Some of the most senior figures in Irish blockchain are succeeding, not despite not coming from a tech background but because of it, delegates at Blockchain for Finance Conference heard.
The which took place in Dublin’s Aviva stadium was attended by more than 300 professionals from the worlds of finance and technology. The aim was to find out new ways to commercialise the fast growing world of distributed ledger technologies.
Co-author of the recent Government discussion paper on the subject, Mai Santamaria spoke at a ‘lunch and learn’ panel discussion about her background as a native of Barcelona who studied and qualified as an accountant. She worked for a number of banks and insurance companies before joining the Department of Finance 18 months ago as a Senior Financial Advisor.
Canadian Coral Movasseli is Managing Director of Girls in Tech Dublin, a global not for profit that runs a number of programmes designed to encourage more women into the tech sector. She previously worked for the Canadian government, in its foreign office, as well as in telecoms and banking before coming to Ireland to work as a professional services consultant.
Blockchain offers rich opportunities for collaboration
Laura Clifford, industry partnership manger at the ADAPT Centre based at Trinity College Dublin, told the audience how she had studied biology at university and how this led to work in the medtech and subsequently the tech sectors. She now drives fintech collaboration at ADAPT, acting as the broker bringing industry and academia together to commercialise academic research.
“One of the reasons I’m focused on blockchain is because of the opportunity it represents for bigger things and further collaboration,” said Clifford, who, along with others on the panel, co-created Blockchain Women Ireland, an initiative designed to encourage women to participate in this still nascent but fast-growing sector.
Fellow panellist Emma Walker, who is managing director of Wachsman, a dedicated professional services firm for the blockchain sector, spoke of her background as a Spanish and sociology graduate. The opportunity she was given, at age 25, to set up the European office of what at the time three years ago was a two-person operation based in New York, gives some indication of the opportunities that exist in blockchain, she said. Today, the company employs 120 people globally.
Speaker Luana Cavalcanti is a UX/UI designer at TradeIX, a blockchain technology company who started out in the hospitality sector working on cruise ships. She changed careers three years ago by retraining first in localisation and has progressed rapidly, thanks in part, she said, to mentoring she received from other women in tech.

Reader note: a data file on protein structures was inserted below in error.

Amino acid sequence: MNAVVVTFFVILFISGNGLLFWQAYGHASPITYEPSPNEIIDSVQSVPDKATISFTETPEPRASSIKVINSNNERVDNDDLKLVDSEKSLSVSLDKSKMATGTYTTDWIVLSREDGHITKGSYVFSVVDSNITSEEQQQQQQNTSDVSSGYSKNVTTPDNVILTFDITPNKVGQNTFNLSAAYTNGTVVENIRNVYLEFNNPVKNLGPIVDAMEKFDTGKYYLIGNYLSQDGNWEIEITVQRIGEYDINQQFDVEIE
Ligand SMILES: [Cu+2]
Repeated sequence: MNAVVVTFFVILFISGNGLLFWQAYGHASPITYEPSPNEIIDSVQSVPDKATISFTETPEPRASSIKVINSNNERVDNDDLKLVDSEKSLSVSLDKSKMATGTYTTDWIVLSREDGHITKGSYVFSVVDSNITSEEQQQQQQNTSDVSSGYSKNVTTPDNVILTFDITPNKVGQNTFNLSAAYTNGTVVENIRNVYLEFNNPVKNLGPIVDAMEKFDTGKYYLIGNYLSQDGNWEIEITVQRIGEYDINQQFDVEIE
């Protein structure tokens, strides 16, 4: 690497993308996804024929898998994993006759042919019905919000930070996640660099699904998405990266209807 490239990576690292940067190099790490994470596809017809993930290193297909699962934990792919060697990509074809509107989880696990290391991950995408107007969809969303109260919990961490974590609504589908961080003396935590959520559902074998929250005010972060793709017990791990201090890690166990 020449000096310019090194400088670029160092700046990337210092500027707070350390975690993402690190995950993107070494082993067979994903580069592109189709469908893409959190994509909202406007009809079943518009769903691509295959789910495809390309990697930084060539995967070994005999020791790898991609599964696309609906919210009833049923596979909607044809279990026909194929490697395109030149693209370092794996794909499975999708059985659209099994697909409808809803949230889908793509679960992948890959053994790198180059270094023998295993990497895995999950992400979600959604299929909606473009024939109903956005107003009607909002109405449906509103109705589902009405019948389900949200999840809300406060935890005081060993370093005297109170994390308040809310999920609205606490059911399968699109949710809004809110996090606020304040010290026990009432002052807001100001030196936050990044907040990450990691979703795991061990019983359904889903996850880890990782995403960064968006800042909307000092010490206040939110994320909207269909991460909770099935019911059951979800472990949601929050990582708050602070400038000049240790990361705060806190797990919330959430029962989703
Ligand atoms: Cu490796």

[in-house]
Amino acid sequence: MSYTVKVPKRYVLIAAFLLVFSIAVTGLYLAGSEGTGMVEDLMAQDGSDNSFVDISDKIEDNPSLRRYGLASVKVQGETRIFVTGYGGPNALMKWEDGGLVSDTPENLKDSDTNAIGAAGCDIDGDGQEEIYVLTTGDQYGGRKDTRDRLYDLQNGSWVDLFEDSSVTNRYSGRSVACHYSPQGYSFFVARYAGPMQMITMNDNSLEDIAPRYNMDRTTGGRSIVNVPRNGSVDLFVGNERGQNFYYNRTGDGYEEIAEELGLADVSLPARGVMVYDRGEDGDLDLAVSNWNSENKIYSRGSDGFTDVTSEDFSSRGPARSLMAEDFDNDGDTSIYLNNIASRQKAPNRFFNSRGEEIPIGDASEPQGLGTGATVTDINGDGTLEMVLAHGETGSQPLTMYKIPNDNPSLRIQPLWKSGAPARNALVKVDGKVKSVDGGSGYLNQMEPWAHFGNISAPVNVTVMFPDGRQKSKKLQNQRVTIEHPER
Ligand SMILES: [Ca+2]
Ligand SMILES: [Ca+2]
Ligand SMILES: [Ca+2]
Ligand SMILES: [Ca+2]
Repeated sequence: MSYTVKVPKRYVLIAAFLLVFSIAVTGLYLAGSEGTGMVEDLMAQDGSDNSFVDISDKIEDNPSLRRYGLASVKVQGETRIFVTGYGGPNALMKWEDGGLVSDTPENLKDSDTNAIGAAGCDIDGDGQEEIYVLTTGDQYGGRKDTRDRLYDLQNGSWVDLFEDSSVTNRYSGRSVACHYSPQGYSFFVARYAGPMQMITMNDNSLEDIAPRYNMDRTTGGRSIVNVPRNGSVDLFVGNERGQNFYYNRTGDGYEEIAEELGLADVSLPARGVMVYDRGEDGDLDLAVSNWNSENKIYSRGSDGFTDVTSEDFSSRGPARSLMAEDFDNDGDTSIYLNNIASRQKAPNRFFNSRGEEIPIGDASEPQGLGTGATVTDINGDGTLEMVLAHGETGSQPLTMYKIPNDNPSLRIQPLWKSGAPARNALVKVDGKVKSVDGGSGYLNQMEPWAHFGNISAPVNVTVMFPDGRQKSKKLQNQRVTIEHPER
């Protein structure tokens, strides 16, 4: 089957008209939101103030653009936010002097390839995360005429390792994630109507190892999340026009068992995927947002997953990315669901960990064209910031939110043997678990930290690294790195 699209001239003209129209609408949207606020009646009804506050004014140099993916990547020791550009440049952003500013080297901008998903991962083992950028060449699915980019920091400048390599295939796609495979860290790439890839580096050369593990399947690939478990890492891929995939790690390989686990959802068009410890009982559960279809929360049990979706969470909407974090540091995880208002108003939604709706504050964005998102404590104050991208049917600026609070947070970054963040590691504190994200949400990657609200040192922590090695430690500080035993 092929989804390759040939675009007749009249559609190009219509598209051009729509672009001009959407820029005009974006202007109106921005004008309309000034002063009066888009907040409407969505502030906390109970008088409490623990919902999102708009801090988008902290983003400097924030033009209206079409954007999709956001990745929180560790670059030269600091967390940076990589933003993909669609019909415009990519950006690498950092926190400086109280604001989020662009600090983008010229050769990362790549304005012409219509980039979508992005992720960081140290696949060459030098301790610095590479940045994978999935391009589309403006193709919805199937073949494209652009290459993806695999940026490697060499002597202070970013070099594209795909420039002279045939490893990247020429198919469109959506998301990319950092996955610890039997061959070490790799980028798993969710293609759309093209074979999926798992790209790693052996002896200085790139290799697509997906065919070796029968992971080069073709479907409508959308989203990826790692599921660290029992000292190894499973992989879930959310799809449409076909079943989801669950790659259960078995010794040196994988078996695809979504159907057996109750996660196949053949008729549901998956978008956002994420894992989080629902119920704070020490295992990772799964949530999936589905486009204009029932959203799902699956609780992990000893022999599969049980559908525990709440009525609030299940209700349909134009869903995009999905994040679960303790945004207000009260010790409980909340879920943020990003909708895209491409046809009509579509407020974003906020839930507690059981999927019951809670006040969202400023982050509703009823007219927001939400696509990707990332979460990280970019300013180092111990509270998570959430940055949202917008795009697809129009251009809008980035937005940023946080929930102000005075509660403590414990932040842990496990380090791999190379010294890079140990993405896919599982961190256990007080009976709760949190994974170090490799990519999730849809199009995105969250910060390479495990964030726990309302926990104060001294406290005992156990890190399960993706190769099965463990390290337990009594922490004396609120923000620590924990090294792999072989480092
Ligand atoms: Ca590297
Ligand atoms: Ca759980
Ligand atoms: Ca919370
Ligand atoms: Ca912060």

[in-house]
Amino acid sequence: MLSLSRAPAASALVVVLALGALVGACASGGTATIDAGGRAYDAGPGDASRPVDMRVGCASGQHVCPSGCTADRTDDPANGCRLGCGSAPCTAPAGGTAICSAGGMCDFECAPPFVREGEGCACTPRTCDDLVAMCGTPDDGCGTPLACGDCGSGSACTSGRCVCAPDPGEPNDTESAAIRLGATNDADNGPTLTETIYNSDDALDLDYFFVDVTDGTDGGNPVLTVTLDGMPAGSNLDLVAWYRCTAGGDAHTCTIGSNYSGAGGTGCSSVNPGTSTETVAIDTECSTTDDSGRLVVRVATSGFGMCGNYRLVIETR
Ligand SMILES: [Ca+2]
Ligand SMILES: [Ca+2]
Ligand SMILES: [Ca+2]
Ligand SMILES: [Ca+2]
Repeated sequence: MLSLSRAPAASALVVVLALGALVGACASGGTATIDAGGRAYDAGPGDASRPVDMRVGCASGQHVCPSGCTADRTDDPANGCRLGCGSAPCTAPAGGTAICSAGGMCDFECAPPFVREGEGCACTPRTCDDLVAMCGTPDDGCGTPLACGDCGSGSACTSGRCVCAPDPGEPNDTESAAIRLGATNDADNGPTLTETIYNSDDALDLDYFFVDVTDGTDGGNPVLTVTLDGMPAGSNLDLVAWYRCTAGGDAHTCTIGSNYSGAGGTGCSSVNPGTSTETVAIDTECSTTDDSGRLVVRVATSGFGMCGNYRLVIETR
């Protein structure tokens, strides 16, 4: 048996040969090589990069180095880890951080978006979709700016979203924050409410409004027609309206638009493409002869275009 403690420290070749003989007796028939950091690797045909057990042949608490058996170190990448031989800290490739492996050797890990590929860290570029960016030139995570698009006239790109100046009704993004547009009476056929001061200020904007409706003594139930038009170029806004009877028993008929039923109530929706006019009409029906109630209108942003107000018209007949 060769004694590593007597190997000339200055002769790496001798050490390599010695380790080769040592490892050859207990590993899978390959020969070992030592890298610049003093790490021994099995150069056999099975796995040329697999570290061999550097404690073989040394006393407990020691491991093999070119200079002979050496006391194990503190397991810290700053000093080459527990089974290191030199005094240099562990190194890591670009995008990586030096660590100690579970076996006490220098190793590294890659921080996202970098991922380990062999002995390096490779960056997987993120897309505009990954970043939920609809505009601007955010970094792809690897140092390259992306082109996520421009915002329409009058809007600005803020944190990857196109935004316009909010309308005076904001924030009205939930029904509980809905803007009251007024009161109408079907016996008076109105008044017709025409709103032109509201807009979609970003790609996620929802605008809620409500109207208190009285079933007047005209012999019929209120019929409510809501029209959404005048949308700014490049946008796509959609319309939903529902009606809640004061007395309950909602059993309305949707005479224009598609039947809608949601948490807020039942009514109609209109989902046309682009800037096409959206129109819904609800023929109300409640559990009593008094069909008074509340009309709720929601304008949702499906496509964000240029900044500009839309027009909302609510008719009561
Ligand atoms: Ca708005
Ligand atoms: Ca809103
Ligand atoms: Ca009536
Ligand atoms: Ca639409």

People from all backgrounds are required in the fast-growing blockchain sector, and not just as technologists, but as people who can best communicate the use cases to a wide audience, delegates heard.
“Blockchain is fragmented and, as it is emerging, questions are arising in relation to regulation, to interoperability with legacy systems, to transitions and how to manage them,” said Clifford.
It requires people with change management experience, who have transitioned initiatives before, as much as it does financial experts and tech experts, she said. “That’s why I got involved in Women in Blockchain,” she told delegates. “As you can see from the panel, not one of us has taken a linear path into the blockchain realm. It’s a very enjoyable space and I wanted to be part of that journey.”
The ‘penny drop’ moment came for her in relation to blockchain while attending an earlier conference, where a speaker called blockchain the ‘TCPIP’ of our day.
Realising that crypto currencies are simply to blockchain what email is to internet, “I thought, here’s an opportunity for me to be part of something and not feel like an imposter. It’s emerging. The barriers to entry aren’t there and I don’t have to try and retrofit myself into it,” she said.
Blockchain represents a paradigm change, said Movasseli, and as such it requires a diverse set of skills to drive it forward commercially.
To succeed, it requires diversity around more than gender, said Santamaria. “If you’re the kind of person that is driven by learning something new every day, you can’t go wrong with blockchain because you don’t stop learning,” she said.
It also offers a clear sense of purpose. “It really does feel there is a wider purpose to the blockchain project because it is all about collaborating to actually improve things.”